Freshman year of college is a time for experimentation. For many people, it is the first extended taste of living with minimal supervision, and things once believed to be impossible enter the realm of possibility.
Last Thursday, I was involved in an experiment of my own, something I would never have seen myself doing in my high school years. No, I didn’t shotgun a full case of beers. I didn’t try a colorful designer drug, nor did I run a naked lap around the entire campus of the College of William and Mary. That fateful night, for the first time in my college career, I went to bed before 11 p.m., and good lord, it felt good.
Growing up, I always felt a rebellious urge to outlast my parentally mandated curfew, always electing to sneak in another 30 minutes devoted to watching another episode of “El Tigre,” finishing a chapter of whatever youth series I was reading at the time or racing through a few courses of Mario Kart. As high school came along, stricter curfews gave way to begrudging parental pleas to go to bed at a reasonable hour. As I did when I was young, I always slightly disobeyed, going to bed a tad bit later and waking up a tad more tired than I ought to have been.
Due to my self-made tradition of late nights, I assumed that this trend would continue into college, and I was not wrong. However, what keeps me up has certainly changed. It is widely acknowledged around campus that the College is known and somewhat characterized by a culture of stress.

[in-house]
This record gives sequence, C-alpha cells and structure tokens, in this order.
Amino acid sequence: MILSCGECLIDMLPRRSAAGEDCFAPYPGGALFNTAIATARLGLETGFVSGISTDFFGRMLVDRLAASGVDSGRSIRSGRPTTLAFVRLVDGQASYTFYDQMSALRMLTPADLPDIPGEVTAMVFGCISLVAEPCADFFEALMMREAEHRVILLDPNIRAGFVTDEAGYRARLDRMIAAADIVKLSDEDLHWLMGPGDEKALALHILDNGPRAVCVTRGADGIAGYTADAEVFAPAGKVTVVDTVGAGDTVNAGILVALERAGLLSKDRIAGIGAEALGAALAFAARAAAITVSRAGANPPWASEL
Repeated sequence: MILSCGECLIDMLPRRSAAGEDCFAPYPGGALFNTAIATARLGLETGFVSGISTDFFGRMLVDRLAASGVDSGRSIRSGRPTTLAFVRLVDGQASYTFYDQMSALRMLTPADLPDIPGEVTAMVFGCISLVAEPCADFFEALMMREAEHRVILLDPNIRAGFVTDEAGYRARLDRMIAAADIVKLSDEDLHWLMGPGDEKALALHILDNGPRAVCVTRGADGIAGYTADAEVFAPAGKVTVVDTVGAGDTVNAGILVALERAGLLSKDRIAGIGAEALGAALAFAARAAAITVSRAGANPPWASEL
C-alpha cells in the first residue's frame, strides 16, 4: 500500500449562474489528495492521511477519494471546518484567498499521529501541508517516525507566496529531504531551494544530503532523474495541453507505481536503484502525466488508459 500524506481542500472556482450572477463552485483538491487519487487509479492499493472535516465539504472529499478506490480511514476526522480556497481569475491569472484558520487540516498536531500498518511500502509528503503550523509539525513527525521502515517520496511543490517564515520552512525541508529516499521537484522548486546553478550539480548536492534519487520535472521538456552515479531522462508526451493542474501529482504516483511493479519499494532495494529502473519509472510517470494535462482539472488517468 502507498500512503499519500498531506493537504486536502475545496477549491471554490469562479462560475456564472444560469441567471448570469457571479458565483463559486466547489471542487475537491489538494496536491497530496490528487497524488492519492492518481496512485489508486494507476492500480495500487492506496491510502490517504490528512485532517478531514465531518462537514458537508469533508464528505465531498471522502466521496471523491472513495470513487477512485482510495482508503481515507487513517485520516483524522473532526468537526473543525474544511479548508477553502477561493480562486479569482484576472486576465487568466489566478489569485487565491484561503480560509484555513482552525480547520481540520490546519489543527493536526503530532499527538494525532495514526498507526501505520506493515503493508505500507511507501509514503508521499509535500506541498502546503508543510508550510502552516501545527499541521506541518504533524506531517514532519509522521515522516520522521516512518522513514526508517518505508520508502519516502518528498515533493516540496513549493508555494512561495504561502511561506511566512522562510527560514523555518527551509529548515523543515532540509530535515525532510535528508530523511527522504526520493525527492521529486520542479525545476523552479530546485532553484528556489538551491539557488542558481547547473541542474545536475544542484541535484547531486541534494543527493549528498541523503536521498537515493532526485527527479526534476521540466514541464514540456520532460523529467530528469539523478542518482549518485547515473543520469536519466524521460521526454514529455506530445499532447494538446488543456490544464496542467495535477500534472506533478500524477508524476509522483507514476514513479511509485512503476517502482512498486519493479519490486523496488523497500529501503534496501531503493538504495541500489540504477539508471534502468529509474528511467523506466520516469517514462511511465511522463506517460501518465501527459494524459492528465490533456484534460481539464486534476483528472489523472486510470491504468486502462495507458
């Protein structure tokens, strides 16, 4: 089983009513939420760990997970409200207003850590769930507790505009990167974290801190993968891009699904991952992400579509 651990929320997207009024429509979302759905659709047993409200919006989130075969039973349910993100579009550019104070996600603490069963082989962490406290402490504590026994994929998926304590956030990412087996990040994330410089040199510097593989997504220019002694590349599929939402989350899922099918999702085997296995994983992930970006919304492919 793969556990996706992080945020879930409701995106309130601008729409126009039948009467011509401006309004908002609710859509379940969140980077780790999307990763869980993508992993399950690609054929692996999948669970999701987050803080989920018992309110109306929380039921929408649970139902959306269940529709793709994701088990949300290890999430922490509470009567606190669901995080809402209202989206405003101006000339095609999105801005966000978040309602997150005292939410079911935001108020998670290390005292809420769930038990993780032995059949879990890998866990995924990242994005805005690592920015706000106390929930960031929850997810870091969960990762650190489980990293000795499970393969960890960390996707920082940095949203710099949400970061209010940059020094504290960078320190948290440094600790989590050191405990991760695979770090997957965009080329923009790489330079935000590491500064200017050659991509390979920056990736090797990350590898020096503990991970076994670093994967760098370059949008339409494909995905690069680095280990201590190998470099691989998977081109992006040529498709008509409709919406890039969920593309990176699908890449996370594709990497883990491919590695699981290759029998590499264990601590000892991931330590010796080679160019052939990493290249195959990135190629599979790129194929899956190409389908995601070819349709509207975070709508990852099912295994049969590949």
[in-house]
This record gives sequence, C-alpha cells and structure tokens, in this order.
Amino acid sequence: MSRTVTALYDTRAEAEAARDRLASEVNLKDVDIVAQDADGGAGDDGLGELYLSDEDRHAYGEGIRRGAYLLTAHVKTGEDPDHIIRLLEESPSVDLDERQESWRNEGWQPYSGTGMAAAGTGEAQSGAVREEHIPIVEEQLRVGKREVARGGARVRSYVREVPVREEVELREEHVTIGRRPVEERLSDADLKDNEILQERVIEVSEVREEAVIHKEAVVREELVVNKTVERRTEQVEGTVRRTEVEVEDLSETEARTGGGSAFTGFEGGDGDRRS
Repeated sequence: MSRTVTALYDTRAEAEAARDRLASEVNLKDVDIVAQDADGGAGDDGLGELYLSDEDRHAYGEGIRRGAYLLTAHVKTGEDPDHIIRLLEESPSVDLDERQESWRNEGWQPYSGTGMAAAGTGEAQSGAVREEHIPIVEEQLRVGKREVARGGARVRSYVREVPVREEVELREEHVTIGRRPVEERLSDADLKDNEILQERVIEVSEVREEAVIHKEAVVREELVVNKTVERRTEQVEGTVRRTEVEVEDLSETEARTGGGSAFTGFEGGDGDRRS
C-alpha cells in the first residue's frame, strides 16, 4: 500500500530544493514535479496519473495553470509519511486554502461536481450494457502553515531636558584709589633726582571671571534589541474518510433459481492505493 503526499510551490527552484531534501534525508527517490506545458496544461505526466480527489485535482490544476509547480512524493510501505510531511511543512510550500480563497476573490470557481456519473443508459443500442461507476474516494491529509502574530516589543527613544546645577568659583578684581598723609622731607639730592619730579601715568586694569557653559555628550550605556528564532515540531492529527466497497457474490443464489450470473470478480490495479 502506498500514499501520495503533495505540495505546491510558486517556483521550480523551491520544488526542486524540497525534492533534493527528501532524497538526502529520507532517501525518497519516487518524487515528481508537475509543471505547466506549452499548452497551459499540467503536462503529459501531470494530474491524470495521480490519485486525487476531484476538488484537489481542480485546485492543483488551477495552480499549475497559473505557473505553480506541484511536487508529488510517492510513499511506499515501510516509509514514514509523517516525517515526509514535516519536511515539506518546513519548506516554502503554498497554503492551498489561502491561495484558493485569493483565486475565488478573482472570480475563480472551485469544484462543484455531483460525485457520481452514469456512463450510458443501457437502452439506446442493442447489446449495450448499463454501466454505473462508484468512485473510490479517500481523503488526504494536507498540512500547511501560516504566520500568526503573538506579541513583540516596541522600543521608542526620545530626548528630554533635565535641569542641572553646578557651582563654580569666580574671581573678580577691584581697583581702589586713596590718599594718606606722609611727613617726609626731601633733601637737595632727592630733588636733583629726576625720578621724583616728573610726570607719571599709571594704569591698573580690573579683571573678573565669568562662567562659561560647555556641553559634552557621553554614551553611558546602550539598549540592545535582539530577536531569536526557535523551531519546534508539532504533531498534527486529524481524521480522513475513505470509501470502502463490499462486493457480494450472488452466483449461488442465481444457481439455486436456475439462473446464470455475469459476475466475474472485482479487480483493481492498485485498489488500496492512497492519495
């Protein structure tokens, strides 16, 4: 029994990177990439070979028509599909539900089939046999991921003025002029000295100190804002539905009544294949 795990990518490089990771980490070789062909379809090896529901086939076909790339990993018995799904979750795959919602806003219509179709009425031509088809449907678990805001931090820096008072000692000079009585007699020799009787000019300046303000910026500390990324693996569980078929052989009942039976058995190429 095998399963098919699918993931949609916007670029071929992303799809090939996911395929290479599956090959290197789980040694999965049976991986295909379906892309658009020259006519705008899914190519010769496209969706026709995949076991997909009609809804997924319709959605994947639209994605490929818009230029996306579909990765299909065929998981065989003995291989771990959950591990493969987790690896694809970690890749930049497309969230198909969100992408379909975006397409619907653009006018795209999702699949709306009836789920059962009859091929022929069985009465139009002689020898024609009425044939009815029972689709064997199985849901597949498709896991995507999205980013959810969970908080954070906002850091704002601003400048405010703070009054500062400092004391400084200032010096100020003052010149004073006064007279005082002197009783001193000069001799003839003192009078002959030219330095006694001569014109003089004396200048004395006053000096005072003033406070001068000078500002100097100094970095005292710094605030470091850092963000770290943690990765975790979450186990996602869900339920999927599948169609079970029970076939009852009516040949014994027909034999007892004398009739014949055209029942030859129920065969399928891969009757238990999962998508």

While I wouldn’t consider my late habits here to be a product of stress, I would be lying if I said my urge to keep awake didn’t come from an innate desire to keep working. There always seem to be more readings to finish, more to write, more to learn and more things that should very well be done before I fall asleep.
A shift has occurred from staying up to watch an episode of “The Twilight Zone” for relaxation to setting deadlines to reach before falling asleep. When I decided to rest early on Thursday, I was at a point of tired desperation, hoping I would somehow be able to have a productive morning and make up for the work I’d be ignoring that night.
I was not only extremely well-rested the entirety of the next day, but I managed to get more done that morning than I could have possibly imagined the night before. It is ridiculously easy to let the stress of tomorrow keep you up today. Most of the time, it is true that the earlier work gets done, the better.
When it comes to sleep, however, work should never be allowed to take precedent. The autonomy college allows makes it your decision to set a reasonable curfew for yourself, and different sleep schedules work for different people. Next time you are looking to try something wild and new at the College; however, I highly recommend that experiment take the form of a well-deserved early bedtime.
Email Anthony Madalone at firstname.lastname@example.org.